I wish he had, because I would have loved to take my niece, who in her early teens is a fan of the food channel and loves cooking.  I encounter more and more kids who tell me they want to be a chef when they grow up.  It would have been great to send them and their parents to a movie about a chef in the process of growing up himself.

Instead their parents and grandparents will go alone and they are in for a treat.

 

REV. DAVID GUFFEY, C.S.C., NAMED NATIONAL DIRECTOR OF FAMILY THEATER PRODUCTIONS

frdavidFr. David Guffey, C.S.C. has been named the new National Director here at Family Theater Productions.  We could not be more excited!  Fr. Guffey comes with years of experience in the film and television industry, including a Masters in Film and Television from Loyola Marymount University and several years as our Head of Production.

He has many credits here with us at Family Theater, including several of our Manifest Mysteries series…”Carrying On”, “You Will See”, “Finding Mary”, and “Assumptions”.  He also has spearheaded efforts to increase our presence on the internet by creating content for our Youtube page, social media, and our ministry websites.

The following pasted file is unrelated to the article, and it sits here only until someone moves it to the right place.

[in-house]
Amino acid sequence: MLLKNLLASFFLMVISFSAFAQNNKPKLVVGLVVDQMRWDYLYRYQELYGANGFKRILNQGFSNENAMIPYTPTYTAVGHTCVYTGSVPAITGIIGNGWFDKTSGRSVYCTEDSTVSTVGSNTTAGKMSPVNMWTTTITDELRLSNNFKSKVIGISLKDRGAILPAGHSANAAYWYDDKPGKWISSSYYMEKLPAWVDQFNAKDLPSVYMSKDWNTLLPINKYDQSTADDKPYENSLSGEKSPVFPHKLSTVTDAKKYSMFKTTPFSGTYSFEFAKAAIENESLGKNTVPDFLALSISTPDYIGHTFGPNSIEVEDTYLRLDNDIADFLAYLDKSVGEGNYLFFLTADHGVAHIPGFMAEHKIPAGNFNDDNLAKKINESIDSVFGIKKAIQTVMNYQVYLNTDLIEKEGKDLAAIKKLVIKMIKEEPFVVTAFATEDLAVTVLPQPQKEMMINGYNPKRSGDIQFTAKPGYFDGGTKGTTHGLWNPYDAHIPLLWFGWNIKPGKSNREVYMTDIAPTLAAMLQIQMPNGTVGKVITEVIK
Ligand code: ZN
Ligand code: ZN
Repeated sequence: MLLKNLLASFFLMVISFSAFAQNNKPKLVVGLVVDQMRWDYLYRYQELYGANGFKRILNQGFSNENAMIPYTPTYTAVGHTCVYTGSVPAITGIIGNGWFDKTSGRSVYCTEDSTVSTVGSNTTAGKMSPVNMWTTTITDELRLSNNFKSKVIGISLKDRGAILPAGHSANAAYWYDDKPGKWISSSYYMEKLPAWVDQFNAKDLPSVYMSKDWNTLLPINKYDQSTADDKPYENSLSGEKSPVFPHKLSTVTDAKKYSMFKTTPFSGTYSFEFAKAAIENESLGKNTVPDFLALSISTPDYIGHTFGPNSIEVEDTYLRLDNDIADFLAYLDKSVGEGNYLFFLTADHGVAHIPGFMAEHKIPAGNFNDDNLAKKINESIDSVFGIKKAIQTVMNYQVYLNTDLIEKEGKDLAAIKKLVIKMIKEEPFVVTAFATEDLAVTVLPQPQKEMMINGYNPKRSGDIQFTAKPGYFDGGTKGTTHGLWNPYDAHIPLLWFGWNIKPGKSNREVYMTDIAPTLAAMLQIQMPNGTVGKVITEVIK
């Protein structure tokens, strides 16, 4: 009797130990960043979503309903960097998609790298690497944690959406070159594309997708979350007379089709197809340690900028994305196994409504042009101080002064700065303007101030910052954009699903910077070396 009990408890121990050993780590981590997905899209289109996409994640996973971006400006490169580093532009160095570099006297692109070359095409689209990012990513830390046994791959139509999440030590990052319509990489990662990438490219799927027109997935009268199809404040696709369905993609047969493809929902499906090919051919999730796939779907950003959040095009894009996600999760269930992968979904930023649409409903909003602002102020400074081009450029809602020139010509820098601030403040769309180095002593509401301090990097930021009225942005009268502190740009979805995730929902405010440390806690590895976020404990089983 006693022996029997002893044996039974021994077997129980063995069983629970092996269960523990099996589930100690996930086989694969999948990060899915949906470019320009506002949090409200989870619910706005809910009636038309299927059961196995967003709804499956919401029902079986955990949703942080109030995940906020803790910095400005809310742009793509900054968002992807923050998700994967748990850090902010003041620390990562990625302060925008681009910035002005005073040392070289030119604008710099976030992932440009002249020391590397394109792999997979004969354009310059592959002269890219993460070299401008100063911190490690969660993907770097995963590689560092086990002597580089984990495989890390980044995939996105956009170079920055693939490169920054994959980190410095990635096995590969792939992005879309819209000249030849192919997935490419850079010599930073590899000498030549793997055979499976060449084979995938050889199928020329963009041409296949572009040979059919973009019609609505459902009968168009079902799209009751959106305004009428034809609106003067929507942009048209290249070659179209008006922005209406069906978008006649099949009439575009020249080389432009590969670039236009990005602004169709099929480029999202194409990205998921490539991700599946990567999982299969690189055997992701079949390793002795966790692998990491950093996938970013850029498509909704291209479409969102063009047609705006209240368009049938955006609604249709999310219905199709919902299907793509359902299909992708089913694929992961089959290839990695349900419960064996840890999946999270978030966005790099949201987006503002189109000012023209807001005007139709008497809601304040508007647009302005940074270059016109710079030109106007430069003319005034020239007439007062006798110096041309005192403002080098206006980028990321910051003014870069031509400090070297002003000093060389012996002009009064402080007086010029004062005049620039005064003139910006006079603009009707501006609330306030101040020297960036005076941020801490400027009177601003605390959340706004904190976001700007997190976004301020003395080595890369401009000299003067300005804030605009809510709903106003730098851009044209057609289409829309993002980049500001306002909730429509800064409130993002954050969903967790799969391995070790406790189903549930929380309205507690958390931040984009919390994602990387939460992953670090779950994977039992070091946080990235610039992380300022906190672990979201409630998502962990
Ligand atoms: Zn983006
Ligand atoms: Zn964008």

As National Director he will be responsible for all activities of Family Theater Productions, both media production and outreach.  Our outreach efforts to young Catholics and other Catholics in the entertainment industry includes Prayer & Pasta, Bible Study, a weekly Holy Hour, daily Rosary, daily Mass, and spiritual direction.

We are very excited about the future here at Family Theater Productions with Fr. Guffey leading the way.  If you are interested in attending any of our events, be sure to check out the calendar on our website.

Ancient Texts Coming On-Line: Vatican Digitizing 82,000 Works from Its Library

Within the confines of Vatican City are documents from the second to the twenty-first centuries collected and preserved by the Catholic Church.  Because of their age and value, many of the books have been carefully guarded with limited access.   Within two years, anyone with a computer will be abel to access them for free.    The documents are being professionally scanned and then will be made available through a Vatican Website.  According to Rome Reports, the project is being done in collaboration with a Japanese IT company.

For Catholics, the search for knowledge is an inherent part of the Christian Faith.   The documents will hopefully help people explore our past and the ways that God’s grace works in history, culture and science.  As Pope John Paul II says in  Gift and Mystery: On the 50th Anniversary of My Priestly Ordination: